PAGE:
Tokyo sets "record" for COVID cases as Olympic games begin

Tokyo sets "record" for COVID cases as Olympic games begin
(Kyodo News via AP)

Japanese Prime Minister Yoshihide Suga has been fighting an uphill battle in favor of hosting the delayed Olympic Games in Tokyo all year. Public approval for the games remains in the basement, along with Suga’s own approval ratings, as the fear of the event creating another surge in COVID cases remained widespread in the country. Keeping all of that in mind, I’m sure this was just about the last headline he wanted to see after the games had barely gotten underway. Not only is there a “surge” in cases underway, but the total recorded today is the highest that Tokyo has seen, even higher than the worst days they experienced during the winter. And the vaccination rates in the capital have slowed to a trickle as the country is still struggling to obtain enough doses to go around. But even the numbers they’re seeing now really aren’t all that high. (Associated Press)

Tokyo reported its highest number of new coronavirus infections on Tuesday, days after the Olympics began.

The Japanese capital reported 2,848 new COVID-19 cases, exceeding the earlier record of 2,520 cases on Jan. 7.

It brings Tokyo’s total to more than 200,000 since the pandemic began last year.

Tokyo is under its fourth state of emergency, which is to continue through the Olympics until just before the Paralympics start in late August.

2,520 cases is nothing to sneeze at, depending on what your hospital capacity is and how many of these new cases wind up going into the “severe” category. But at the same time, we’re talking about a city with a population of just shy of 14 million. New York City was averaging more than 6,500 per day at one point in January of this year and that’s a city with six million fewer people. While Tokyo will clearly have to be on their guard, this isn’t exactly a record-setting event, or at least it isn’t yet.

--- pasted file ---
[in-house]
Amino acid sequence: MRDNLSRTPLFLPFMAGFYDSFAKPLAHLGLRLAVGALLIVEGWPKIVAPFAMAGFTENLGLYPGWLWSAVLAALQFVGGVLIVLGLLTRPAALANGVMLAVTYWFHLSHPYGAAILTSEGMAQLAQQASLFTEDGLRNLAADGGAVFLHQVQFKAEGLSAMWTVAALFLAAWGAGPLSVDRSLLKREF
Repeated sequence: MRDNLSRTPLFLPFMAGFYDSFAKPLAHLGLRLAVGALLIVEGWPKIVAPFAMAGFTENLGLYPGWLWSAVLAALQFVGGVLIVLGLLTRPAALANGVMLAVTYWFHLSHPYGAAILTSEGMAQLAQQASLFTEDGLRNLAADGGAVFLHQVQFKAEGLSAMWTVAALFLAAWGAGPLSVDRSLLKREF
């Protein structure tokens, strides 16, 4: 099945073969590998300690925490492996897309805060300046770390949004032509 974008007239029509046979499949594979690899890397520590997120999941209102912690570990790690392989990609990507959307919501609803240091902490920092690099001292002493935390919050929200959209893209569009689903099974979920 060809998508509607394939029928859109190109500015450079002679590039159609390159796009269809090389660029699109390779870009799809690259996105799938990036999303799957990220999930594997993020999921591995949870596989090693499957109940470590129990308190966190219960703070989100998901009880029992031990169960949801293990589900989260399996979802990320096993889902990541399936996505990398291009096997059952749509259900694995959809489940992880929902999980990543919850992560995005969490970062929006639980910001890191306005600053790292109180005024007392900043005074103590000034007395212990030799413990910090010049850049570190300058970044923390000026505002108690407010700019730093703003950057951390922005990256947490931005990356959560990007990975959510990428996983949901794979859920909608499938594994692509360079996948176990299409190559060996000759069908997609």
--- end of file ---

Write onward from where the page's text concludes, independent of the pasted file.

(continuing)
The bigger question Suga needs to answer is what he plans to do about the vaccination rates. Japan is currently at roughly 25% vaccinated, which is not even close to anything resembling herd immunity. They didn’t even begin vaccinating people in any serious numbers until April. There was a big surge in May, but they quickly started running out of vials and they haven’t been able to get enough new doses in the pipeline.

It’s obviously not Suga’s fault that the vaccine deliveries have been slow. Also, it’s tough to point the finger of blame at the Olympic Games since they’re not letting almost anyone into the events at this point. Movement in Tokyo was already restricted before the games began and they’re seeing almost no tourist traffic or revenue out of this. The Prime Minister might be able to make the argument that this surge is probably coincidental in timing.

But will anyone care? Politics doesn’t operate on medical science. Perceptions are what matter for politicians and the perceptions surrounding Yoshihide Suga may already be baked into the cake. He knew that nearly 80% of his people wanted the game delayed again but he made the call to push forward anyway. And now they have a surge in new COVID cases just as the games are playing out on television. People are going to react to that.

Suga’s support remains in the tank as of this morning, but that doesn’t seem to be impacting his determination to stay the course. When asked about possibly suspending the games in response to the surge, Suga told reporters that there was “no worry about that.” He claims that fewer people are “moving around” and the government has issued another work-from-home order for those capable of doing so. And what good would suspending the games do now that they’re already underway? All of the athletes and others associated with the games are already in the country. Do you want them to sit in their hotel rooms for weeks? They’re unlikely to fly home only to be told that they should come back in a few weeks. At this point he may as well just get these games over with and live with the political consequences.

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